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8 Natural Approaches to Help Heal Broken Bones Quickly

8 Natural Approaches to Help Heal Broken Bones Quickly

Once a bone has been broken or fractured, all systems of the body are summoned to help repair it—hormones are released, tissues and cells multiply, and amino acids and antioxidants come into play, all while the body carries on its normal functions. It takes much energy and time for the body to heal a broken or fractured bone, but the human body is amazing in the way that it can support the healing process of a broken bone when given the opportunity to thrive. There are a few natural ways that you can help your body to speed up the recovery process of a broken bone.

1. Increase Mineral Intake

Bones are made up of around 70% minerals, and not only calcium. There are many trace minerals such as manganese, silica, and vanadium. When a bone is broken, it is vital to replenish the body of all minerals, main and trace. A well-rounded diet with fresh vegetables, fresh fruits, lean meats, and foods rich in calcium can put you on your way to healing faster than a diet that is lacking.

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2. Up Your Anti-Inflammatory Intake

The ruptured tissue in the body releases large amounts of free radicals, which overtake the natural defense mechanisms in the body. Antioxidants like vitamins C and E and lycopene can aid in speeding up the healing process by inhibiting the destructive and inflammatory effects that free radicals have on the body. Anti-inflammatories can be consumed through the diet or through supplements.

3. Exercise

This biomechanical stimulation can help to enhance the repair of a broken bone through regeneration. Exercise will also restore the bone’s structural strength once it has fully healed. Exercising will also promote circulation and flow of blood to replenish the nutrients into the area of the broken bone. It is vital to avoid stress to the affected area, exercises should only be done to the surrounding joints rather than the broken bone. When the blood flow around the broken bone is increased, the healing time then becomes reduced.

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4. Check on Your Protein Intake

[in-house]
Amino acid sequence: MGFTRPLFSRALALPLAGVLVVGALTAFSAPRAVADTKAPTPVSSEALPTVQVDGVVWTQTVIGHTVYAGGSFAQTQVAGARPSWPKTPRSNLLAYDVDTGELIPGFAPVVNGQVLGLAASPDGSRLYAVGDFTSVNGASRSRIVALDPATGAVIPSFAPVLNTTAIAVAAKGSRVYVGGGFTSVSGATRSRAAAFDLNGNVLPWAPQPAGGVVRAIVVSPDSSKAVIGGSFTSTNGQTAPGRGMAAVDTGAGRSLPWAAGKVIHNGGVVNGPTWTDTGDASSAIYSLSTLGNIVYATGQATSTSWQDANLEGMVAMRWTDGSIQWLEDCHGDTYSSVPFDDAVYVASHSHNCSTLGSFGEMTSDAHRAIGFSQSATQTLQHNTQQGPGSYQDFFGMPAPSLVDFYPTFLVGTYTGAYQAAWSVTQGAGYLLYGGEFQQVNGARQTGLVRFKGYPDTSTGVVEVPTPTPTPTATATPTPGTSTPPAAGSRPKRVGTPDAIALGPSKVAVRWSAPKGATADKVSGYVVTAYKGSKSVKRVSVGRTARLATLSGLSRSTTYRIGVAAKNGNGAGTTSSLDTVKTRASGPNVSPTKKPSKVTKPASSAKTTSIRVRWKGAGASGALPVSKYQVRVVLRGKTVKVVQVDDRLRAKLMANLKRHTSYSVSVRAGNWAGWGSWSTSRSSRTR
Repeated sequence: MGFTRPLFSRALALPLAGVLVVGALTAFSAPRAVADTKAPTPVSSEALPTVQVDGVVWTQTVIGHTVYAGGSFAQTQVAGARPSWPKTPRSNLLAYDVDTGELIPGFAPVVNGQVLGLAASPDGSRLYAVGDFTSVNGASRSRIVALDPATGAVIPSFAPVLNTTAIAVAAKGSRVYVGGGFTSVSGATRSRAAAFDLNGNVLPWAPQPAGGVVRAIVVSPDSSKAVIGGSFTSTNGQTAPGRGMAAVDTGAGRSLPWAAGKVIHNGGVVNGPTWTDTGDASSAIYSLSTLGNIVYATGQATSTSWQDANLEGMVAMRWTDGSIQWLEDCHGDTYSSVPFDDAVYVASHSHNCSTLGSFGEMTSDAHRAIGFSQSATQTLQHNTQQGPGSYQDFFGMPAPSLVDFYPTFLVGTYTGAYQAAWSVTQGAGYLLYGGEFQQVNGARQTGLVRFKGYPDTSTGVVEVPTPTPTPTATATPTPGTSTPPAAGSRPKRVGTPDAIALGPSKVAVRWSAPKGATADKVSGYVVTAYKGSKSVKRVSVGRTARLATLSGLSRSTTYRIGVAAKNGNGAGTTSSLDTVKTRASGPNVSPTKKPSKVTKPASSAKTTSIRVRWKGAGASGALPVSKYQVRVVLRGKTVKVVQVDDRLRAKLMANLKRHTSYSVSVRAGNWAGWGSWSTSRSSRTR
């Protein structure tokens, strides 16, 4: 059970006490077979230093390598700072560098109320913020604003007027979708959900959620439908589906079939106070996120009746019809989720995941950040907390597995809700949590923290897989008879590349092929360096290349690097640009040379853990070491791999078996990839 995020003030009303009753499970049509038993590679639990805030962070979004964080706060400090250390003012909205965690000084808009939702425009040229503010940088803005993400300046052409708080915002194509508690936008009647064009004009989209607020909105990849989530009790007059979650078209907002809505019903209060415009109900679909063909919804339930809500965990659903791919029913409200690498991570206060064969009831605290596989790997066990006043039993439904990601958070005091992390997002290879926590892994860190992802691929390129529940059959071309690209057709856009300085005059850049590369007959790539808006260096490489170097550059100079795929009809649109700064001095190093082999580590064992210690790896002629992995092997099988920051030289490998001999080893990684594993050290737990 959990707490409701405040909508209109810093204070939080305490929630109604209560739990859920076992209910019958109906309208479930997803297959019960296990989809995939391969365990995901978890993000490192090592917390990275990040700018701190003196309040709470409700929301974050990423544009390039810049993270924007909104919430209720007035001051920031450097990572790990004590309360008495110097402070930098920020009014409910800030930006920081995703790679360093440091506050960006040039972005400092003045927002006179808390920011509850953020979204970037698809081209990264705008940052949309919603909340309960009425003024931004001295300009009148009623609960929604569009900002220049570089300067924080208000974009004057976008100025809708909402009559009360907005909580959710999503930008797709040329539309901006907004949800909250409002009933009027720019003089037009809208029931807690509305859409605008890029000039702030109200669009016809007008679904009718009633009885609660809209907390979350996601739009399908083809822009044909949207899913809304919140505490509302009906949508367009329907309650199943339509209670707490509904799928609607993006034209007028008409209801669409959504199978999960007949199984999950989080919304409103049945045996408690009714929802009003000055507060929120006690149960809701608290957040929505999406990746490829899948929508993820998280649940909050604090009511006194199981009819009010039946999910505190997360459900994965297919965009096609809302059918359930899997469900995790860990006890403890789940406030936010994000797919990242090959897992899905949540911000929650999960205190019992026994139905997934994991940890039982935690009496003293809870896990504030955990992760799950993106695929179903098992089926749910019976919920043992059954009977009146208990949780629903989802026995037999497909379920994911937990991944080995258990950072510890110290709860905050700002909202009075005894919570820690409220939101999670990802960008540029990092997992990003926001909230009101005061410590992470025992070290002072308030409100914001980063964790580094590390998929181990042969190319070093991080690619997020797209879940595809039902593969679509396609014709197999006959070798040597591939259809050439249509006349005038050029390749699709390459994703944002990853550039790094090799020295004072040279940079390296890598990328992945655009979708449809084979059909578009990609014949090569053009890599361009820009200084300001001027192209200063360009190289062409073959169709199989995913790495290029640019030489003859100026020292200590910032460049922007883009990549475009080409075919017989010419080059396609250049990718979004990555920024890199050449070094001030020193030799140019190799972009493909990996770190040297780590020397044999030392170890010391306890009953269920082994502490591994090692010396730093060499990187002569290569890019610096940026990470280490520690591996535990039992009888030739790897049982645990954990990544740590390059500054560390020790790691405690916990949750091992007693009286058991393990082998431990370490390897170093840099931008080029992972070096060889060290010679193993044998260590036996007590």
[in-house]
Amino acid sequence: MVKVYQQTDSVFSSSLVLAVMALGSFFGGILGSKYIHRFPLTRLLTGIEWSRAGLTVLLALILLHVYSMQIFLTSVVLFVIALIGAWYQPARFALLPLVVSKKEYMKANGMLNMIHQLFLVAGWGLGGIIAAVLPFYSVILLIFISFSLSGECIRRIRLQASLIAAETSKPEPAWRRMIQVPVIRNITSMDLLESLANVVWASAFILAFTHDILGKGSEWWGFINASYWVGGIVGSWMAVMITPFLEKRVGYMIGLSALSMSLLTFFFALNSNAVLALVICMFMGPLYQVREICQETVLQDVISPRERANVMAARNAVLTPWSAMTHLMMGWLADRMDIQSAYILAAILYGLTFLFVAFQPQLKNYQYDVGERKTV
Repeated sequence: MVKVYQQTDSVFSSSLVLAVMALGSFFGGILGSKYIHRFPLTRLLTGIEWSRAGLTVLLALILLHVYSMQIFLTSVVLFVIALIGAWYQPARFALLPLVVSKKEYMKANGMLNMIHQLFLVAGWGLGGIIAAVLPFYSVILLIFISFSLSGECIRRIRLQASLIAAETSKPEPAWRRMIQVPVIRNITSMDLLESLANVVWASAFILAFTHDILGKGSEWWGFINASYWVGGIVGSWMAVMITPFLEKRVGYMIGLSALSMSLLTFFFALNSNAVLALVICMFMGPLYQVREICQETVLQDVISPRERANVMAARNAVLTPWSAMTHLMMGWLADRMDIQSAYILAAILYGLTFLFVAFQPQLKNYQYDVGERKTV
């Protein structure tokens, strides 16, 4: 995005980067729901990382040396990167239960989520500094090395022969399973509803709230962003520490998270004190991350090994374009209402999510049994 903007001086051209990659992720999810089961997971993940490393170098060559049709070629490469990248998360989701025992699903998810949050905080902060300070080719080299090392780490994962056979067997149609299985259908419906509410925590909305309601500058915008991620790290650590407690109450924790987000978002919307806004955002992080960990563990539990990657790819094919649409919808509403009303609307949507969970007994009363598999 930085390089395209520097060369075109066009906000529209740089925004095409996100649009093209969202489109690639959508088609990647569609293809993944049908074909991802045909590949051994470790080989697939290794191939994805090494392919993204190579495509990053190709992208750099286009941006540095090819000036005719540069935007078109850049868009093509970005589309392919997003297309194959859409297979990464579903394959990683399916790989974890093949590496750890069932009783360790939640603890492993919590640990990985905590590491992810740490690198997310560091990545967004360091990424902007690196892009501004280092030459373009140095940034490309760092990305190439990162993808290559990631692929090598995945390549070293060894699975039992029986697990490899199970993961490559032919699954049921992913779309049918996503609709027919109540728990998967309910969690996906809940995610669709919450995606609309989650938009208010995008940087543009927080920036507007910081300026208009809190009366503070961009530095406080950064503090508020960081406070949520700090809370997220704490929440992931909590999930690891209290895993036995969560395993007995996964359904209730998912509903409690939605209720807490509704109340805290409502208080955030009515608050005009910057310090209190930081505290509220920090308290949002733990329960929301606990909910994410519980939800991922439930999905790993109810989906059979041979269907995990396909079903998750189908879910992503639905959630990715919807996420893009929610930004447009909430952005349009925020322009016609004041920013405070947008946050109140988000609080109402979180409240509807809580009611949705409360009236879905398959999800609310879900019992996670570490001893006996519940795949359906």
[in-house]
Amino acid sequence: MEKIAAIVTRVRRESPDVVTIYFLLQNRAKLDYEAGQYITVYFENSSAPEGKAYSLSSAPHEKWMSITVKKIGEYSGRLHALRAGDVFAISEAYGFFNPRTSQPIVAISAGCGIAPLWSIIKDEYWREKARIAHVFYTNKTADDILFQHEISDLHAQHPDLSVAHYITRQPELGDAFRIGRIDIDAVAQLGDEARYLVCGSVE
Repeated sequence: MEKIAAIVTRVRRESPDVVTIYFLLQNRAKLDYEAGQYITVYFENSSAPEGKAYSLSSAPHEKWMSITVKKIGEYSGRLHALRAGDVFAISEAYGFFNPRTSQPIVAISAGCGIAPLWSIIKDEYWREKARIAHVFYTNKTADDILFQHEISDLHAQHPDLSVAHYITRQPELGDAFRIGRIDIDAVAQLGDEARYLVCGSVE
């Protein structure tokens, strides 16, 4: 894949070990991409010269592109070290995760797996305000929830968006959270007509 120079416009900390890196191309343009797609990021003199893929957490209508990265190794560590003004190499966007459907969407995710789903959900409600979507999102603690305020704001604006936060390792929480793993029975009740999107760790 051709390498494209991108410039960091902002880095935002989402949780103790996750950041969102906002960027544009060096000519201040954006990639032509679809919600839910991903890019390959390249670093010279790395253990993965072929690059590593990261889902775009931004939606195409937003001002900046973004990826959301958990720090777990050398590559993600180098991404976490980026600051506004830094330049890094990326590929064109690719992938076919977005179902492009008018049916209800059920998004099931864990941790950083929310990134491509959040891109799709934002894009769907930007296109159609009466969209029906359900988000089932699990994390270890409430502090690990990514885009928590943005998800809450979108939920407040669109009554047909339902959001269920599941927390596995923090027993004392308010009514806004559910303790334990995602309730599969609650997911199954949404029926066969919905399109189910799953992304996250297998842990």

When a bone is compromised, the body gathers all of its proteins to help build the bone back up. Adding in extra protein will help to reduce complications, reduce the healing time, and can minimize any further bone loss. Plant-based proteins like legumes, almonds, and quinoa add protein without making your body more acidic. Aim to increase your daily intake of protein by at least 20 grams to reduce the bone healing time.

5. Essential Oils

Cypress essential oil, helichrysum essential oil, and fir needle essential oil make up a blend that should be applied to the area of the broken bone each day. Cypress works to improve circulation, helichrysum helps to repair the damaged nerve cell tissue, and fit helps to repair the bone.

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6. Acupuncture

When done correctly, acupuncture can help to support the internal organs, repair damaged bones, and transform where the body’s energy is used.

7. Calcium-Rich Foods

Leafy green vegetables and fermented raw dairy products are the best source for calcium-rich foods. Studies have shown that in order for the body to properly use calcium, there needs to be proper intake of magnesium as well. This is because they work so closely—in order to benefit from foods that are rich in calcium, you need to consume the foods that are rich in magnesium. There are foods that work double duty, like leafy greens and the raw fermented dairy products.

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8. Increase Your Normal Caloric Intake

Studies have shown that recovery time can be sped up when an individual with a broken bone ups their daily caloric intake as much as 3 times what is normal. The metabolism works overtime in order to repair broken bones, so it could be beneficial to up your calories to around 6,000 per day to speed up the recovery. Ensuring that your body has these extra calories from healthy foods will aid in speeding up the recovery process.

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Sasha Brown

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Last Updated on June 13, 2019